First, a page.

Oklahoma Senate leader calls on state veterans director to resign: Senate President Pro Tem Greg Treat, R-Oklahoma City, said ODVA Executive Director Joel Kintsel’s dispute with the agency’s governing board has become a hindrance to serving Oklahoma’s veterans. [Tulsa World]

  • ‘Petty childish bullshit’: Veterans, staff exhausted by ODVA drama [NonDoc] | [The Frontier]

Could Norman’s Griffin Memorial move to OKC? City, county reserve ARPA funds to find out: Oklahoma County and Oklahoma City are joining the state’s effort to spend nearly $210 million between now and early 2026 to bolster its ability to take care of those suffering from acute mental illnesses in Tulsa and in central Oklahoma. [The Oklahoman]

Tourism promises transparency in state park restaurant bid process in wake of Swadley’s: The Oklahoma Department of Tourism and Recreation soon will issue a request for proposals (RFP) seeking bids from anyone interested in running restaurants at six of its state parks. [The Oklahoman]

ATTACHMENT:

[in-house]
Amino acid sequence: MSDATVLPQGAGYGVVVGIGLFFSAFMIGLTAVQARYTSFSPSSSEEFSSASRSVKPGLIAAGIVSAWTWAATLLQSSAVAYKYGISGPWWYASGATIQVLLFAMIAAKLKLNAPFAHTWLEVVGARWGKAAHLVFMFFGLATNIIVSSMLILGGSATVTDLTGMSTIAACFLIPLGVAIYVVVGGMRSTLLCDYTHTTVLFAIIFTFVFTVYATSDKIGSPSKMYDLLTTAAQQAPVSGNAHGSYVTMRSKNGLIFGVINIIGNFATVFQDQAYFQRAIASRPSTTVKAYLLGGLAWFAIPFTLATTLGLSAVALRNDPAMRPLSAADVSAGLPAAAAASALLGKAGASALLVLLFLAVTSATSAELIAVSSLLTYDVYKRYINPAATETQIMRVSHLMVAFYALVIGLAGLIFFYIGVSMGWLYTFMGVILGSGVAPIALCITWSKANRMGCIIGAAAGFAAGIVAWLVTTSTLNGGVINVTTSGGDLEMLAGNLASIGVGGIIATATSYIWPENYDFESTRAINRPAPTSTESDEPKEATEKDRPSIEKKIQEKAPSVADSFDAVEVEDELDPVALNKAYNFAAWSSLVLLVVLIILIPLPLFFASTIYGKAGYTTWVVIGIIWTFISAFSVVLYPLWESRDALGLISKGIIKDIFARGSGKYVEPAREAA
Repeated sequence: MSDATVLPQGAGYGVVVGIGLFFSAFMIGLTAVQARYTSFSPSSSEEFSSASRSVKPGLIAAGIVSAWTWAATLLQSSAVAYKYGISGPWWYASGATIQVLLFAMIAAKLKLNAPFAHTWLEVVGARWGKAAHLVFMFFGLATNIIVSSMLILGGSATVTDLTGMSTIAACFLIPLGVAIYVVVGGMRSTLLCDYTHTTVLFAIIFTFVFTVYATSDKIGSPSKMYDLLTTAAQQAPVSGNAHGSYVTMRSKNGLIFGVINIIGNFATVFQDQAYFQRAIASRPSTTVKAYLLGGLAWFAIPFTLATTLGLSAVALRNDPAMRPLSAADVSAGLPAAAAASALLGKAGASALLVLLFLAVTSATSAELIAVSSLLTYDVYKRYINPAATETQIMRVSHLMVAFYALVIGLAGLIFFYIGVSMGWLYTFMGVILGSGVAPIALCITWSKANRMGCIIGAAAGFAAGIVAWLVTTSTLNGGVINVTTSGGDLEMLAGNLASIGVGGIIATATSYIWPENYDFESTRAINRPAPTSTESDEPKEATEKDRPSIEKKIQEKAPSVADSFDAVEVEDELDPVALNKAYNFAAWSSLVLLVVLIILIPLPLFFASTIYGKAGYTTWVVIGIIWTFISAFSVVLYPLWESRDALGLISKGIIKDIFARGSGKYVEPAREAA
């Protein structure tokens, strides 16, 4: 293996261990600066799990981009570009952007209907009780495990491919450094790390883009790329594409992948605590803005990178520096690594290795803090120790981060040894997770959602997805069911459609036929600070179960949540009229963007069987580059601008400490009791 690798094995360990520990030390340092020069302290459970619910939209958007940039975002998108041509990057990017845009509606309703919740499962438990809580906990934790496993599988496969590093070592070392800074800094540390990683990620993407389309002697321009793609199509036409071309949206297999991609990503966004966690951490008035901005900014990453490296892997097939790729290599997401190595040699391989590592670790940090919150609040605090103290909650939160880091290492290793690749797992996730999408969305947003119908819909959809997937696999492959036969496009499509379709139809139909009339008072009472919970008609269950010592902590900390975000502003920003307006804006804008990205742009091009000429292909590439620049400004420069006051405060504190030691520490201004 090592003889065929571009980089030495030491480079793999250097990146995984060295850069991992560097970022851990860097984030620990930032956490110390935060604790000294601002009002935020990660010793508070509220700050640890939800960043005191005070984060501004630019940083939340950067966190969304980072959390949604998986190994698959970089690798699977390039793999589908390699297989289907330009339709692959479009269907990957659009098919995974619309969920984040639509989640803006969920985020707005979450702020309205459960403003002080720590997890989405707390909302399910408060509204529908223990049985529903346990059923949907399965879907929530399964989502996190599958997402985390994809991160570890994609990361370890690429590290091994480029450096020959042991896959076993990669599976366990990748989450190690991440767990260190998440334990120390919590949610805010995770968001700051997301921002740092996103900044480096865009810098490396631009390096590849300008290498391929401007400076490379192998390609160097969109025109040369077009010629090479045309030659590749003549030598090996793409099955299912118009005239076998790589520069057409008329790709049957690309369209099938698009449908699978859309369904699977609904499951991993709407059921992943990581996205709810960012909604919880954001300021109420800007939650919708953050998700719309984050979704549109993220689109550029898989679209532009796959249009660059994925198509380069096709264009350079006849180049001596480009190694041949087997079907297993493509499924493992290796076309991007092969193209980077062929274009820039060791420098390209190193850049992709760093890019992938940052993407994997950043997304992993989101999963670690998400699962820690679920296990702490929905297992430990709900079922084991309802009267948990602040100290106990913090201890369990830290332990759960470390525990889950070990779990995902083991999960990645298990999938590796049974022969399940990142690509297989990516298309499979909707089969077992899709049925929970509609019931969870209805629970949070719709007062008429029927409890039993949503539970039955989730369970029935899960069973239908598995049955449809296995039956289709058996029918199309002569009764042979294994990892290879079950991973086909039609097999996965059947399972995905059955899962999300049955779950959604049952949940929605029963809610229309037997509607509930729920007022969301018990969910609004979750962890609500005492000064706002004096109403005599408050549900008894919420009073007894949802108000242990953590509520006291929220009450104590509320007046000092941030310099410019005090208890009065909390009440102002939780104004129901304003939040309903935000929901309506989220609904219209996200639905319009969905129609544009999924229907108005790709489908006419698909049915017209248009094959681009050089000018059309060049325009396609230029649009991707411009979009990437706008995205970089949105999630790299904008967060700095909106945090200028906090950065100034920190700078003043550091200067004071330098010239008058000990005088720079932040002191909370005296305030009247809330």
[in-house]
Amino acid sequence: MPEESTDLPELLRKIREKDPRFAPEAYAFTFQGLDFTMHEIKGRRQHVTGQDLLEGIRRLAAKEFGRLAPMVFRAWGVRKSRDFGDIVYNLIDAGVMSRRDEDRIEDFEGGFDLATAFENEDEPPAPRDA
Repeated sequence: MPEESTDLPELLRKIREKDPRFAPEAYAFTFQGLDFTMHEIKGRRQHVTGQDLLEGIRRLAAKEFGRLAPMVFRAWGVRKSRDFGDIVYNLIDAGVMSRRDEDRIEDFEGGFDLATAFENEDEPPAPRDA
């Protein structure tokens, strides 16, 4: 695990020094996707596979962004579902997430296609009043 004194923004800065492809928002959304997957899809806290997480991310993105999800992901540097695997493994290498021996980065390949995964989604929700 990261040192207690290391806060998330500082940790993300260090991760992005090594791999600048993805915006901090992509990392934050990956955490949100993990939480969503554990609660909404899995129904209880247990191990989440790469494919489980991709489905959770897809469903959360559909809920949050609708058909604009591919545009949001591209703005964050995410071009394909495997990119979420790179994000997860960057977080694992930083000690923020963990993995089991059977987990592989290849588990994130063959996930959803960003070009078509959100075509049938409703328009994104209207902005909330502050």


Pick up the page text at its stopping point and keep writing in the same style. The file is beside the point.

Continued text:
Voting and Election News

OKC Election Results: Who won in city council races, and what are their priorities?: Nearly half of Oklahoma City’s residents had a city council race on their ballot Tuesday, with representatives for Wards 2, 5, 6 and 8 up for election. Nearly 16,000 voters cast ballots between the four wards, in what are historically low turn-out elections. Councilmembers serve for four years, and are paid $12,000 per year. [The Oklahoman]

  • Oklahoma Election Results: Cooper, Hamon and Stonecipher reelected to OKC Council, dozens of school bonds approved [KOSU]
  • Norman elections: Bree Montoya ousts Kelly Lynn, school bond proposals pass [NonDoc]
  • Matt Hinkle, Thuan Nguyen head to OKC Ward 5 runoff [NonDoc]
  • OKC Ward 6: JoBeth Hamon holds off Marek Cornett for reelection [NonDoc]

OK County Election: Scobey, Treat to face off for clerk’s seat after primary victories: Democrat Derrick Scobey and Republican Maressa Treat will square off in April to become the next Oklahoma County Clerk. [The Oklahoman]